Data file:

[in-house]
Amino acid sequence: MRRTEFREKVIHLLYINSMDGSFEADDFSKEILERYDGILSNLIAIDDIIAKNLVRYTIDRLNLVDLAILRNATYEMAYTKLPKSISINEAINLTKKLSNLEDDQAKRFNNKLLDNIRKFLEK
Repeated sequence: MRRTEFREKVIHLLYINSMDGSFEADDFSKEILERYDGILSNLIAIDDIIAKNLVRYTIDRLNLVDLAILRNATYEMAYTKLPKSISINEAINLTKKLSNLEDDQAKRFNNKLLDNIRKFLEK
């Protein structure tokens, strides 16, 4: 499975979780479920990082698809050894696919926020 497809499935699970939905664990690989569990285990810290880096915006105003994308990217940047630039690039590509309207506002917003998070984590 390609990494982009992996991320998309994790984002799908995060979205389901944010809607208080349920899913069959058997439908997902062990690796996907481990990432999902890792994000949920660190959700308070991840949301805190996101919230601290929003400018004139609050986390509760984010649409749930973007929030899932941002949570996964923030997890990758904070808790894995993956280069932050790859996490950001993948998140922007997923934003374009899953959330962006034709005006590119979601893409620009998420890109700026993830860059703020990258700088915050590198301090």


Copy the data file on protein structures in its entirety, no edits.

[in-house]
Amino acid sequence: MRRTEFREKVIHLLYINSMDGSFEADDFSKEILERYDGILSNLIAIDDIIAKNLVRYTIDRLNLVDLAILRNATYEMAYTKLPKSISINEAINLTKKLSNLEDDQAKRFNNKLLDNIRKFLEK
Repeated sequence: MRRTEFREKVIHLLYINSMDGSFEADDFSKEILERYDGILSNLIAIDDIIAKNLVRYTIDRLNLVDLAILRNATYEMAYTKLPKSISINEAINLTKKLSNLEDDQAKRFNNKLLDNIRKFLEK
């Protein structure tokens, strides 16, 4: 499975979780479920990082698809050894696919926020 497809499935699970939905664990690989569990285990810290880096915006105003994308990217940047630039690039590509309207506002917003998070984590 390609990494982009992996991320998309994790984002799908995060979205389901944010809607208080349920899913069959058997439908997902062990690796996907481990990432999902890792994000949920660190959700308070991840949301805190996101919230601290929003400018004139609050986390509760984010649409749930973007929030899932941002949570996964923030997890990758904070808790894995993956280069932050790859996490950001993948998140922007997923934003374009899953959330962006034709005006590119979601893409620009998420890109700026993830860059703020990258700088915050590198301090």